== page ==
From: Vincent W.J. van Gerven Oei
EEAS Documents: Vlahutin’s €2M Villa, Dubious Procurement Procedures

In response to a freedom of information request, the European External Action Service (EEAS) has provided Exit with a number of previously unpublished documents regarding the acquisition process of the official residence of the Head of the EU Delegation in Tirana, Rolling Hills villa 34. Exit had asked the EEAS to provide all documents relevant to the acquisition.

Previously, EU Ambassador Romana Vlahutin had called the investigation of Exit and other media into the acquisition of her residence as “fake news,” insinuating links with “criminal interest groups.”  However, the more generous disclosure of the EEAS documents shows that there is certainly more to investigate.

Documents provided by the EEAS give a clear overview of the timeline of the procurement process, as well as the communication between the EEAS and the European Parliament, and they bring to light an important question related to procurement practices of the EU Delegation in Tirana.

Procurement procedure

EEAS document Ares(2015)1409221 of March 31, 2015 describes the beginning of the procurement procedure:

The real estate market in Tirana includes a large number of illegal constructions and the price of housing varies a lot according to their localization, notably the distance to the centre. Recently a number of secured compounds have been constructed in the outskirts of Tirana. Several diplomatic missions moved their residence there. The delegation thus concentrated its searches on this type of properties because they were better meeting our criteria.

In other words, the EU Delegation in Tirana already aimed at private compounds, such as Rolling Hills, before contacting real estate agencies, thus narrowing the scope of the search well ahead in advance.

Subsequently, “the delegation contacted 9 real estate agencies. 16 offers were received. The delegation retained five of them for a more thorough examination.” It is unclear on which basis this pre-selection was made. No indications are given in any of the documents provided by the EEAS about this procedure. As we will see below, this pre-selection is also the most susceptible to “maladministration.”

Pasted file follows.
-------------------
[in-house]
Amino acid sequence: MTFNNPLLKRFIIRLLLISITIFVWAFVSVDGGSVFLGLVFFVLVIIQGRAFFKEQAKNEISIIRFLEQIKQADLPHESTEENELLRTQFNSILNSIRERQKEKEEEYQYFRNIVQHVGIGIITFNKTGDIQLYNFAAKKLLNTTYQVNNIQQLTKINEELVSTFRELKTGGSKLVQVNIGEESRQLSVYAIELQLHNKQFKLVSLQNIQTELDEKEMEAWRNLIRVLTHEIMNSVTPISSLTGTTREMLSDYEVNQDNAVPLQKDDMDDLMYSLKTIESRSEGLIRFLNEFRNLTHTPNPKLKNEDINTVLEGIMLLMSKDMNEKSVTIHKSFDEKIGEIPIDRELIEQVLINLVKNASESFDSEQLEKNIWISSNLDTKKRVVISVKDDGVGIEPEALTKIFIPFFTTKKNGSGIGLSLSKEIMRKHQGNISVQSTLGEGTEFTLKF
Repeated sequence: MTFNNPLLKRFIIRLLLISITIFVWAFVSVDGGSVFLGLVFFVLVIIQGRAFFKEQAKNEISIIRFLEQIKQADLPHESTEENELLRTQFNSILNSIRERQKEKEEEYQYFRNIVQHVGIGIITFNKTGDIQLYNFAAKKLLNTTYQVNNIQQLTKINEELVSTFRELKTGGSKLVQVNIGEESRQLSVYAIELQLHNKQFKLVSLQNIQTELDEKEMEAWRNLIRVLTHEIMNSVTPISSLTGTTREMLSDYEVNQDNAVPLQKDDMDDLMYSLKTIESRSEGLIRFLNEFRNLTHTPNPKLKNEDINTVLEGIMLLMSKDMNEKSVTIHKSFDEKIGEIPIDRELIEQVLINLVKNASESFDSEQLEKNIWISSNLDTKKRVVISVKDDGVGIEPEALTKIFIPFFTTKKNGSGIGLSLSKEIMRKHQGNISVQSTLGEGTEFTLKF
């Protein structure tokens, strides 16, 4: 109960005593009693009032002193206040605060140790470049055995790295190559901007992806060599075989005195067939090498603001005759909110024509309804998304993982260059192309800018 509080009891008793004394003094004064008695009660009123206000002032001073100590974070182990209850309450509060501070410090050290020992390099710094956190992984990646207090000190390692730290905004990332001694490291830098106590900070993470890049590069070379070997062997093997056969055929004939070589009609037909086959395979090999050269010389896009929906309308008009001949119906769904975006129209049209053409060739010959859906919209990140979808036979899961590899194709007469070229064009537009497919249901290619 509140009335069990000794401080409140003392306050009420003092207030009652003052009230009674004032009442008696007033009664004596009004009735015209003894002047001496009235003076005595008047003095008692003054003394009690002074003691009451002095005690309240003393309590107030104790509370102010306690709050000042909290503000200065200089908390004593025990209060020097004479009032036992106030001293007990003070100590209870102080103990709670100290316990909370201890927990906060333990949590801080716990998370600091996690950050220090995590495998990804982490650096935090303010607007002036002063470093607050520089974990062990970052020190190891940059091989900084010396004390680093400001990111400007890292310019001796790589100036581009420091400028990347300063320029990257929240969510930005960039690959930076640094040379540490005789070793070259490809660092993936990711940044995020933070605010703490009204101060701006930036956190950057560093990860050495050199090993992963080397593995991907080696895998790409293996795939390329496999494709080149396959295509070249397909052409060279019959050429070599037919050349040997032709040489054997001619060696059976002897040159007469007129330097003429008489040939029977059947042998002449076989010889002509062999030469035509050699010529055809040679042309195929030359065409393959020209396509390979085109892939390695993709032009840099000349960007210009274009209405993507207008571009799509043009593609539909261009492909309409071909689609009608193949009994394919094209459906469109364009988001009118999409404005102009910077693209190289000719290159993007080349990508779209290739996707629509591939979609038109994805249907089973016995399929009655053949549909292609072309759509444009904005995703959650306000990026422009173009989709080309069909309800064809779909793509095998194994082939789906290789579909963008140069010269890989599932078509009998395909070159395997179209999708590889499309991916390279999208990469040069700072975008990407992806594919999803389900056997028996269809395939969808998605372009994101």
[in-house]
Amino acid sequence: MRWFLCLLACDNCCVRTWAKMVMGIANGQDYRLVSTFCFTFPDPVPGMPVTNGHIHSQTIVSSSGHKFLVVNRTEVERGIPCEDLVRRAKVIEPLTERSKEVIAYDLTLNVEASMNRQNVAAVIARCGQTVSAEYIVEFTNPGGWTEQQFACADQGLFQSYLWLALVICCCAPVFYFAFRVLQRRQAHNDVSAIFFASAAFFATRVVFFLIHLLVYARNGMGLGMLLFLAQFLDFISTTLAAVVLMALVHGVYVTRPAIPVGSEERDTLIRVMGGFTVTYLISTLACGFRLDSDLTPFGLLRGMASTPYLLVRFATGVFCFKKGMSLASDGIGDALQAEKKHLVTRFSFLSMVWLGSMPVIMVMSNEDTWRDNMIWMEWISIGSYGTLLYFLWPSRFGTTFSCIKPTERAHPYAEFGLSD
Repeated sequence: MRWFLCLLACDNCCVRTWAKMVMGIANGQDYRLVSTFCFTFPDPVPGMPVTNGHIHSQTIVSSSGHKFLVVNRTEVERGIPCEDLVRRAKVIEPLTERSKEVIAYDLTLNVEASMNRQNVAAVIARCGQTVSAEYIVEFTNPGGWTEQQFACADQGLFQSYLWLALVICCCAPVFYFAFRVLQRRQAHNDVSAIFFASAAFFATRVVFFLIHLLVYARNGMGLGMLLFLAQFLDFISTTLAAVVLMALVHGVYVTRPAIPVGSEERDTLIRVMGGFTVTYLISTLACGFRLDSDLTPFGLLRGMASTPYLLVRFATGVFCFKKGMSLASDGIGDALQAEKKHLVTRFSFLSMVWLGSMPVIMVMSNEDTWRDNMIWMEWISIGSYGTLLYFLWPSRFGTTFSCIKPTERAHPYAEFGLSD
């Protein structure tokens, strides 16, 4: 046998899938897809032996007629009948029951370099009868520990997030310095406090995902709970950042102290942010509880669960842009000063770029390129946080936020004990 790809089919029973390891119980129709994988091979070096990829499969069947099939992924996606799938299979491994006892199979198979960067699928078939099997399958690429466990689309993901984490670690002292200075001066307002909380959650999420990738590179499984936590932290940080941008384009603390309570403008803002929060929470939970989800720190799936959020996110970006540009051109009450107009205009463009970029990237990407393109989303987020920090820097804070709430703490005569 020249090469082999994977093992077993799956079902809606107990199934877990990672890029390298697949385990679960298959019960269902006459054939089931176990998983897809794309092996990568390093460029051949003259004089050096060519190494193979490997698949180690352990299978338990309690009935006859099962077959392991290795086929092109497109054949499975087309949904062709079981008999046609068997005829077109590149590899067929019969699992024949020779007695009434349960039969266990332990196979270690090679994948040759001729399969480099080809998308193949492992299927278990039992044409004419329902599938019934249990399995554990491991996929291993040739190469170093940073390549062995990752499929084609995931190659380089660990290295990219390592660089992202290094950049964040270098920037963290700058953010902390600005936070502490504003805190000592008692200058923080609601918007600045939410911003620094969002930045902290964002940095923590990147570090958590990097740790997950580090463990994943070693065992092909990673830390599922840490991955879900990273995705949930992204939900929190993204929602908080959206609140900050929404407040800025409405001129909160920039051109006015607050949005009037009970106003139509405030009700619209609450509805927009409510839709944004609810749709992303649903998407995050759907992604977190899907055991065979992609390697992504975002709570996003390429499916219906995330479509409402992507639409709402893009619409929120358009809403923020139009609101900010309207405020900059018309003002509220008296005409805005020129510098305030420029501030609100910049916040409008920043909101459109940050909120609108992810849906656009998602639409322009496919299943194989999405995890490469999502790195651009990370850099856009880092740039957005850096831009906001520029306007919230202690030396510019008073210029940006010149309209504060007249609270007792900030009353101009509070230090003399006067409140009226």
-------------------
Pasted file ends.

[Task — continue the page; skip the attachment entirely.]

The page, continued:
What is even more remarkable, is that upon further analysis of the 5 pre-selected properties, it resulted that 2 were not for sale, one was not yet completed, and another had the incredible price of €2.2 million. So, either the 16 offers were of a terrible quality, or the pre-selection procedure failed to select any viable options. Or, perhaps, the final 5 offers were selected so that one of them was bound to win.

Fig. 1. Facsimile of Ares(2015)1409221, 31/03/2015.
Fig. 1. Facsimile of Ares(2015)1409221, 31/03/2015.

In other words, the pre-selection included properties of which the EU Delegation knew in advance that they would be disqualified by the independent expert flown in from Brussels. And if you are looking for a house to buy, why would you even look renting property? How is it possible that you request an offer from a real estate agent, and that this offer fails to mention whether the property is for sale. This seems a rather incredible circumstance.

Screenshot from 2017-03-20 10-22-23
Fig. 2. Facsimile of the independent expert report Ares(2015)4711823, 05/02/2015.

Negotiation before the expert report

The second dubious point is that the description of the public procurement procedure states that the “initial asking price” of Rolling Hills villa 34 was €1,750,000. However, the expert report, evaluating the five properties before negotiations could start, shows a price of €1,649,000. In other words, the price negotiation between the EU Delegation in Tirana and the owner of the property must have taken place before the filing of the expert report, which recommended the acquisition of the Rolling Hills villa 34.